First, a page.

Disney To Test FCC on Kids TV Rules

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Walt Disney Co. went to court Tuesday to require the FCC to respond to various complaints about its new kids programming rules before it implements them Jan. 1.

The TV and entertainment giant asked the U.S. Court of Appeals in Washington, D.C. to require the FCC to rule on petitions to change its rules by Nov. 15, given that the rules are to take effect Jan. 1.
 "We believe the new Kids TV and Website rules should not become effective until the substantial legal and fairness issues have been addressed by the FCC, by ruling on the pending Petitions For Reconsideration, and/or by review in Court," said ABC in a statement. 
While saying it remains "steadfastly dedicated to providing creative, entertaining and compelling programming that enriches the lives of children," Disney says the kids rules as written would cause "irreparable harm to its First Amendment rights, as well as unrecoverable economic losses."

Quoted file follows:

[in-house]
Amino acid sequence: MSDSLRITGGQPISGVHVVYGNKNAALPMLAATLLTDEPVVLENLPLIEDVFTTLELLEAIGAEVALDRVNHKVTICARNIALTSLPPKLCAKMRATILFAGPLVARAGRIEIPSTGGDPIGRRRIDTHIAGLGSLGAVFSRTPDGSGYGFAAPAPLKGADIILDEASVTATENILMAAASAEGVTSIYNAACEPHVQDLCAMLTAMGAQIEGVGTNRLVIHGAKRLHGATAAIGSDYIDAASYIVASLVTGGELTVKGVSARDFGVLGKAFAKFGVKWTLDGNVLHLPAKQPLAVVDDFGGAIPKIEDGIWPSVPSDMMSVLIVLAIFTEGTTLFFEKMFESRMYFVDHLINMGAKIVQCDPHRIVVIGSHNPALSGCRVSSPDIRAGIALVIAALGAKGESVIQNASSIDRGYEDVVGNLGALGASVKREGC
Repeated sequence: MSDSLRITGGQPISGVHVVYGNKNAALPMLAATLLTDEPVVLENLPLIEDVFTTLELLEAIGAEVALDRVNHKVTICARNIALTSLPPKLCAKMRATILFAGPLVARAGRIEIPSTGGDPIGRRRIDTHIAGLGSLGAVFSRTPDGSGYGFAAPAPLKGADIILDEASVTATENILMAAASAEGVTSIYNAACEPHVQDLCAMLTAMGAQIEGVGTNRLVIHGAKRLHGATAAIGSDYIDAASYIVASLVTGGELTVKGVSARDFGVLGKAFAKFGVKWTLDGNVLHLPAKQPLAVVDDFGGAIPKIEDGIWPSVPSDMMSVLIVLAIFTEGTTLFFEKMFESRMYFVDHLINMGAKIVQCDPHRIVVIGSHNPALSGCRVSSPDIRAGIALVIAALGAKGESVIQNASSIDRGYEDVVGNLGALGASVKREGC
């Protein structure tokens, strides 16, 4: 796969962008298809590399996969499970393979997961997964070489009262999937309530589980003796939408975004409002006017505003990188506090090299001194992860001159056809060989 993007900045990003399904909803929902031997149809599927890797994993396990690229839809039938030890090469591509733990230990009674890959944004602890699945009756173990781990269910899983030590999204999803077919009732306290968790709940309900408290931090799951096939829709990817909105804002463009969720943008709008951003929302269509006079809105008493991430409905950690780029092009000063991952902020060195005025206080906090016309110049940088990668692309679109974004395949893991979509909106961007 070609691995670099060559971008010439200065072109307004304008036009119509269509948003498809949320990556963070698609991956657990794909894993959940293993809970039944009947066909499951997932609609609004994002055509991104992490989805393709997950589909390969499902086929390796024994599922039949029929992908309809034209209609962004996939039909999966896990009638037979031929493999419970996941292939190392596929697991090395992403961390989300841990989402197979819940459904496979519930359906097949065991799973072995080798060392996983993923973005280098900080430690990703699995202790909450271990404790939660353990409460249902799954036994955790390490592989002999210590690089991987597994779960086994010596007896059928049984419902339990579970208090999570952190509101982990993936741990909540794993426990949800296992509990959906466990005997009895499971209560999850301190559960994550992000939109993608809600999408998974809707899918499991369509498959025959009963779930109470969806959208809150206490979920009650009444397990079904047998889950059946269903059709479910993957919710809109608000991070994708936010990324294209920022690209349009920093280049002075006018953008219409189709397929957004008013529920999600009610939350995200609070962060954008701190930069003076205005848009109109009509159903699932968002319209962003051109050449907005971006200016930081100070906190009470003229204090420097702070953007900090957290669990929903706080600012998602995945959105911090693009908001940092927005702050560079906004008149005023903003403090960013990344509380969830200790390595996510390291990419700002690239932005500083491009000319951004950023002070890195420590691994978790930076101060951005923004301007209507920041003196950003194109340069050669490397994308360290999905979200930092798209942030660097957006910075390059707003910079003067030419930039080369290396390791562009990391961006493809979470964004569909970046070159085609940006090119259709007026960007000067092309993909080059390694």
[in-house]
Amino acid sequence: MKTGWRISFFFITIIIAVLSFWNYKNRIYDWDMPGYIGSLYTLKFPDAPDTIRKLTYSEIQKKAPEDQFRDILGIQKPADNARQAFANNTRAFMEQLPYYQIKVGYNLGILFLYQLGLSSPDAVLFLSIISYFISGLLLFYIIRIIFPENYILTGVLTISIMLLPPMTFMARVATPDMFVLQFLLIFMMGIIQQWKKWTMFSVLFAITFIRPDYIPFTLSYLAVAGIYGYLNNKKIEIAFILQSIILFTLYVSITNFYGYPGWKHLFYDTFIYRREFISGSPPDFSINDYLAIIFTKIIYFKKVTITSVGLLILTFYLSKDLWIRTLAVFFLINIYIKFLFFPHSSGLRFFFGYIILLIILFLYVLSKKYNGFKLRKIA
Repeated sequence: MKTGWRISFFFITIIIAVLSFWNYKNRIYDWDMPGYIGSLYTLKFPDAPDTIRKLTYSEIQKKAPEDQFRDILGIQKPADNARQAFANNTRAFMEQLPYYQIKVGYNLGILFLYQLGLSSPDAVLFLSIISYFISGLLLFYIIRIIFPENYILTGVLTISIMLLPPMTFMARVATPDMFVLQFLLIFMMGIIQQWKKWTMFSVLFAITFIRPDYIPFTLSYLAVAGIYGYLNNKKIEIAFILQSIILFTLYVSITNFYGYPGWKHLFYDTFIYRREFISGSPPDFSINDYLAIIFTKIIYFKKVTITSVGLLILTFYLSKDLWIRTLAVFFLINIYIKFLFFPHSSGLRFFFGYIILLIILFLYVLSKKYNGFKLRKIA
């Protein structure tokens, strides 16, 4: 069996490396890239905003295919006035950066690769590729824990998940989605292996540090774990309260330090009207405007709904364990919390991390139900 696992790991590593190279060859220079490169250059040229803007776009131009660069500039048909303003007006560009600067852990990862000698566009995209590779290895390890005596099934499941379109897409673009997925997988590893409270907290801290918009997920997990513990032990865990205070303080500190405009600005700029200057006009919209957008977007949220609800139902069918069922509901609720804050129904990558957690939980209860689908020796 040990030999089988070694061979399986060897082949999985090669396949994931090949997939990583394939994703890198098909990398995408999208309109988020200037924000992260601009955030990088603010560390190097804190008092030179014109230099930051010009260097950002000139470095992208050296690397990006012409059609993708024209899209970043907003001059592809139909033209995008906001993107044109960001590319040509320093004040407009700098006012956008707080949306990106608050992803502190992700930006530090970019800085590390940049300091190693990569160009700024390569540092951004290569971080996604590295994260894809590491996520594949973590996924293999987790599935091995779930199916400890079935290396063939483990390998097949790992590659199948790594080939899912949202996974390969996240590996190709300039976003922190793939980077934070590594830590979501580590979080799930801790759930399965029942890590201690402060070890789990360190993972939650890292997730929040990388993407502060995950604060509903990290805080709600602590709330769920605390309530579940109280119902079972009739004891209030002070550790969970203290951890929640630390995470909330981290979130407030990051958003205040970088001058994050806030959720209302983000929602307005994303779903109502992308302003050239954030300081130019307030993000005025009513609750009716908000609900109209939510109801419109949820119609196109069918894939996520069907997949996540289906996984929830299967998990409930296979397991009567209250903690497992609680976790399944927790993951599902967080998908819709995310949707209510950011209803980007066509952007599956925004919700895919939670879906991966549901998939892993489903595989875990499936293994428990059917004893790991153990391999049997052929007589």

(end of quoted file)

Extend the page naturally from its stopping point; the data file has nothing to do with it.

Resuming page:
The rules include treating show promos no differently than commercials when counting how many ads networks can aim at kids each hour. They would also prevent shows from including Web links to products pitched by their characters.

Disney says it would have to make major modifications to its business to comply, then would have to undo those if the FCC ultimately decide to change the rules per the petitions it has yet to rule on.

The rules were released in fall 2004. Disney, Viacom and other programmersasked the FCC to amend them.

Both the United Church of Christ Office of Communications and Viacom last week withdrew their FCC petitions for review of the rules, asking separate federal courts instead to throw them out or remand them as arbitrary and capricious.

Viacom argued that the rules should be vacated entirely because they exceed the commission's authority, are unconstitutional, violate administrative procedures, and are "otherwise contrary to law." It sought review from the deregulatory-minded D. C. circuit.

By contrast, the United Church of Christ took the rules to court because they did not go far enough, including the lack of a total ban on interactive advertising and issues with the preemptions of kids programming the rules allow. The church sought review in the sixth circuit, whose jurisdiction includes Ohio, where the church has its headquarters.

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